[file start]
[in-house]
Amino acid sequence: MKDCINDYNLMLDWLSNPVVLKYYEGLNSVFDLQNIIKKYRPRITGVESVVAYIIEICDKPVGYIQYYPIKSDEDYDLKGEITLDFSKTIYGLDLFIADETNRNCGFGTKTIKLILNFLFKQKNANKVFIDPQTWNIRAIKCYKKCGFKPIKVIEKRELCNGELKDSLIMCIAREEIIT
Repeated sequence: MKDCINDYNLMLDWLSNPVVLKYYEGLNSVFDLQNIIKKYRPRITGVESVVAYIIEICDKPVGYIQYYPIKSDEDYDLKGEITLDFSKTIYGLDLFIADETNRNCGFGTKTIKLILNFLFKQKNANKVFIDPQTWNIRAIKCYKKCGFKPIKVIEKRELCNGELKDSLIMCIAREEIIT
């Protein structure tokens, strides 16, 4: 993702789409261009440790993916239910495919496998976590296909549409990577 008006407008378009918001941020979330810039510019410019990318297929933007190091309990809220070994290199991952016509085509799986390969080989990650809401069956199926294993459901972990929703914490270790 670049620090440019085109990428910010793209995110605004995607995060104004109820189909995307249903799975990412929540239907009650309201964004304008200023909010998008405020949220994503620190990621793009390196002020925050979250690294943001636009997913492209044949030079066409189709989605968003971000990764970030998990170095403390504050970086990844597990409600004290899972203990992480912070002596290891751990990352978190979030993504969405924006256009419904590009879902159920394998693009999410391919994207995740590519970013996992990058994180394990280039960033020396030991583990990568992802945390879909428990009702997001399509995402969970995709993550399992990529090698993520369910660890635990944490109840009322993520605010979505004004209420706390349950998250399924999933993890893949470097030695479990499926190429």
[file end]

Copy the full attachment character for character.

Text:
[in-house]
Amino acid sequence: MKDCINDYNLMLDWLSNPVVLKYYEGLNSVFDLQNIIKKYRPRITGVESVVAYIIEICDKPVGYIQYYPIKSDEDYDLKGEITLDFSKTIYGLDLFIADETNRNCGFGTKTIKLILNFLFKQKNANKVFIDPQTWNIRAIKCYKKCGFKPIKVIEKRELCNGELKDSLIMCIAREEIIT
Repeated sequence: MKDCINDYNLMLDWLSNPVVLKYYEGLNSVFDLQNIIKKYRPRITGVESVVAYIIEICDKPVGYIQYYPIKSDEDYDLKGEITLDFSKTIYGLDLFIADETNRNCGFGTKTIKLILNFLFKQKNANKVFIDPQTWNIRAIKCYKKCGFKPIKVIEKRELCNGELKDSLIMCIAREEIIT
């Protein structure tokens, strides 16, 4: 993702789409261009440790993916239910495919496998976590296909549409990577 008006407008378009918001941020979330810039510019410019990318297929933007190091309990809220070994290199991952016509085509799986390969080989990650809401069956199926294993459901972990929703914490270790 670049620090440019085109990428910010793209995110605004995607995060104004109820189909995307249903799975990412929540239907009650309201964004304008200023909010998008405020949220994503620190990621793009390196002020925050979250690294943001636009997913492209044949030079066409189709989605968003971000990764970030998990170095403390504050970086990844597990409600004290899972203990992480912070002596290891751990990352978190979030993504969405924006256009419904590009879902159920394998693009999410391919994207995740590519970013996992990058994180394990280039960033020396030991583990990568992802945390879909428990009702997001399509995402969970995709993550399992990529090698993520369910660890635990944490109840009322993520605010979505004004209420706390349950998250399924999933993890893949470097030695479990499926190429």